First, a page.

In January 2011, President Barack Obama signed the FDA Food Safety Modernization Act (FSMA) into law, signaling the first major update to our nation’s food safety oversight framework since the Great Depression. Despite widespread support for the legislation and its implementation, the Obama administration still has not issued all of the proposed rules under FSMA.More info
Washington, D.C. – Erik Olson, director of food programs at The Pew Charitable Trusts, issued the following statement on today’s release of major draft regulations to implement the FDA Food Safety Modernization Act (FSMA), which President Barack Obama signed two years ago on Jan. 4, 2011.
“President Obama today has taken an important step forward in the fight to save lives, prevent foodborne illnesses and lower health-care costs.
“Early in his first term, following a deadly outbreak stemming from contaminated peanut butter, the president promised to make our food safer. Within two years, he had signed the Food Safety Modernization Act, which he and bipartisan leaders in the House and Senate worked hard to pass.
“Today, we applaud him and the Food and Drug Administration for taking major action to help fulfill his promise by releasing two important sets of rules to implement the law. Once it is in full effect, FSMA will, for the first time, empower the Food and Drug Administration to take sweeping measures to prevent foodborne illnesses, which sicken about 48 million Americans each year at a cost of more than $77 billion.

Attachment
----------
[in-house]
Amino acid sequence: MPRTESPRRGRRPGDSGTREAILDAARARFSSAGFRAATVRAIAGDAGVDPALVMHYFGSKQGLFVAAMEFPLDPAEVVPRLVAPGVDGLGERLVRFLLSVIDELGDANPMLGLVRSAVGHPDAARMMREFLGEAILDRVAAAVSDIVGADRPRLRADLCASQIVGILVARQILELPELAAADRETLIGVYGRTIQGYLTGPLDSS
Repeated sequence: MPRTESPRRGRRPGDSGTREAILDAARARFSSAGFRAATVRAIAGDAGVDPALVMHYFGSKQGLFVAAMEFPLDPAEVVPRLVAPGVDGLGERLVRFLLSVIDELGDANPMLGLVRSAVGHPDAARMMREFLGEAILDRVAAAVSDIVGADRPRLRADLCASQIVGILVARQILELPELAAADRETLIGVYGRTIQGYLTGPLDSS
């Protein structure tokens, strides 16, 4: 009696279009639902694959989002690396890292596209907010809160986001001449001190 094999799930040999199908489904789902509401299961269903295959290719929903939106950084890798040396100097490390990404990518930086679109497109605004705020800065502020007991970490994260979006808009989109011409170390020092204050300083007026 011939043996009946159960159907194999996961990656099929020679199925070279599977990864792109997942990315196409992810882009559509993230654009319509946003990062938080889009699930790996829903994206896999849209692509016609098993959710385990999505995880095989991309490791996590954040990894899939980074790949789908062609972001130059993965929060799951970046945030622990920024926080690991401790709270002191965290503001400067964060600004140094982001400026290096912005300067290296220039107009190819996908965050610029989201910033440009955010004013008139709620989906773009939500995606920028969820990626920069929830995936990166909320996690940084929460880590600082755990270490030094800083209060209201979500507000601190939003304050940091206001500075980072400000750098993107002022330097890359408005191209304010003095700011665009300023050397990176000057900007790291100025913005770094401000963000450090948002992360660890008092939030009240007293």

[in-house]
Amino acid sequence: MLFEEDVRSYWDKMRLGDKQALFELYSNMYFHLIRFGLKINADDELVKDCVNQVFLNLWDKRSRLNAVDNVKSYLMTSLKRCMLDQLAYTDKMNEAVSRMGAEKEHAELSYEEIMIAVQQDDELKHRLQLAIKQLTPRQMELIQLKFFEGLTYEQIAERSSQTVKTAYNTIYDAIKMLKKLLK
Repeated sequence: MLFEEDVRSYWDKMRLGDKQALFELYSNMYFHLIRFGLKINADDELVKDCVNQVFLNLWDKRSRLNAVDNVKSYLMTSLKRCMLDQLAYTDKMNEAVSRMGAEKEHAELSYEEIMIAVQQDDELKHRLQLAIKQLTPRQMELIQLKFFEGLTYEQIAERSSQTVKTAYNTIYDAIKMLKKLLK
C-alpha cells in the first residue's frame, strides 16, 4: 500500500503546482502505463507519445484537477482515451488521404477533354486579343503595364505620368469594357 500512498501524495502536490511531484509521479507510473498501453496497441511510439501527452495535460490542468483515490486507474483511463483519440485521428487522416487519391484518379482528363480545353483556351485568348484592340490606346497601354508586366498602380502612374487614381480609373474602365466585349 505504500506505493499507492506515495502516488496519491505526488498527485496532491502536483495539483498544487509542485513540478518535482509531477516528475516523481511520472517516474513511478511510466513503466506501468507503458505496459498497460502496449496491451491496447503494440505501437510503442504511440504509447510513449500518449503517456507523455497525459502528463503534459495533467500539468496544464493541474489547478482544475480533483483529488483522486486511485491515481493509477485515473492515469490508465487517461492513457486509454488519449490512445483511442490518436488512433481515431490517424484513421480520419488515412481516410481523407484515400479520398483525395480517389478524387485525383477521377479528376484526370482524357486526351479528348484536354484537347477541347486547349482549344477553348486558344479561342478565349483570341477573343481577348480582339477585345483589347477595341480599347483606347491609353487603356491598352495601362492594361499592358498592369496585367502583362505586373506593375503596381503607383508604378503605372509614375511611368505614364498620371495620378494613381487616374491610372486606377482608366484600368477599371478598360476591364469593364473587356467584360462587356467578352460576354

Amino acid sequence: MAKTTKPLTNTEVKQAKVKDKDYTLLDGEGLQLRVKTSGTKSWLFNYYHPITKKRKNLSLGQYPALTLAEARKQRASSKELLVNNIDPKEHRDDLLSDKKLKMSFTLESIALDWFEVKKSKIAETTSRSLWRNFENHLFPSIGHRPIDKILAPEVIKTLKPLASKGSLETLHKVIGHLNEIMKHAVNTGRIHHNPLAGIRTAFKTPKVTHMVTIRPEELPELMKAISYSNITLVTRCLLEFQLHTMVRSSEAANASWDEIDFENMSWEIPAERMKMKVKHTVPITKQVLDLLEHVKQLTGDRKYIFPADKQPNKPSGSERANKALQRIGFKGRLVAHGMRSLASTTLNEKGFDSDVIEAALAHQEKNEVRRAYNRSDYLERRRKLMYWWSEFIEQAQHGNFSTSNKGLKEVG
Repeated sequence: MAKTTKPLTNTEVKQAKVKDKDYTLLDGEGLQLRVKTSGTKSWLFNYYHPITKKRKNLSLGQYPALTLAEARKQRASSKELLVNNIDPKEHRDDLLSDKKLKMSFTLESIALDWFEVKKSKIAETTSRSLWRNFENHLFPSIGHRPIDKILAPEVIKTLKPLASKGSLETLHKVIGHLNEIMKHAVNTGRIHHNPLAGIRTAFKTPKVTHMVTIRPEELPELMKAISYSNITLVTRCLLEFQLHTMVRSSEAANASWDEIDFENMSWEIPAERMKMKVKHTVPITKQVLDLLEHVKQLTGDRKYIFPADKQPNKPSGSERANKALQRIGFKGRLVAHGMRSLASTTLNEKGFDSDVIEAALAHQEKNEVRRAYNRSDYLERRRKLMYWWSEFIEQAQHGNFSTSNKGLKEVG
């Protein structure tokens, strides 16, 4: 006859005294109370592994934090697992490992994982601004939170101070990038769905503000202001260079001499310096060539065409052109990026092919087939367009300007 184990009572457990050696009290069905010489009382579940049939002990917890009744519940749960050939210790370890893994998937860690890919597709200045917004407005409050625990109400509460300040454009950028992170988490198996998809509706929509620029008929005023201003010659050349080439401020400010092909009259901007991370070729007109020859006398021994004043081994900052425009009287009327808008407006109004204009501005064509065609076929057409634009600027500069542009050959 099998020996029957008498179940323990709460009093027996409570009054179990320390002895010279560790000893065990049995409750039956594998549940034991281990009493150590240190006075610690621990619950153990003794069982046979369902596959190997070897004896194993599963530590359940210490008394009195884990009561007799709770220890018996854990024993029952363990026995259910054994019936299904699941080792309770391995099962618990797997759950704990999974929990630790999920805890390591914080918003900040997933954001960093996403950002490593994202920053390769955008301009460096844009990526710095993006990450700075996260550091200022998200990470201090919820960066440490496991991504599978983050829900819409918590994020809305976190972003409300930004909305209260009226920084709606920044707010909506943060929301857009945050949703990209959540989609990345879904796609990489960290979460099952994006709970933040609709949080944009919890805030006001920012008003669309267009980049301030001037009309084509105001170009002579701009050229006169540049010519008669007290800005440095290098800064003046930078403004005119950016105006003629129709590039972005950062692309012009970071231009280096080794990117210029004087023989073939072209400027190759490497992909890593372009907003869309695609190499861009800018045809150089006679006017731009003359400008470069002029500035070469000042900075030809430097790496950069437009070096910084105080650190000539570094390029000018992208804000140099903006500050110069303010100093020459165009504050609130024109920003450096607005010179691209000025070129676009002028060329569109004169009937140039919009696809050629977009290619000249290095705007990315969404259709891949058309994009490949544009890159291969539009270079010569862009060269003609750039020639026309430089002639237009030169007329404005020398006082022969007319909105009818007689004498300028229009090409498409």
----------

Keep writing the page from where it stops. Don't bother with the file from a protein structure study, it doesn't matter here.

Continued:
“We will continue to work with industry, consumer advocates, survivors of foodborne illness, their families and the administration to ensure that the remaining proposed rules are soon released—and that all the regulations are as strong as possible, quickly finalized and effectively enforced.”
"The Food and Drug Administration will not reduce food inspections because of budget cuts, despite warning earlier that it could be forced to eliminate thousands of inspections by Sept. 30."More info
"Twenty-two weeks. That’s how long it took federal health officials to determine the contaminated food source after the first person was infected in a 2011 outbreak of salmonella that swept across 34 states, sickened 136 people and led to one of the largest national recalls of ground turkey."More info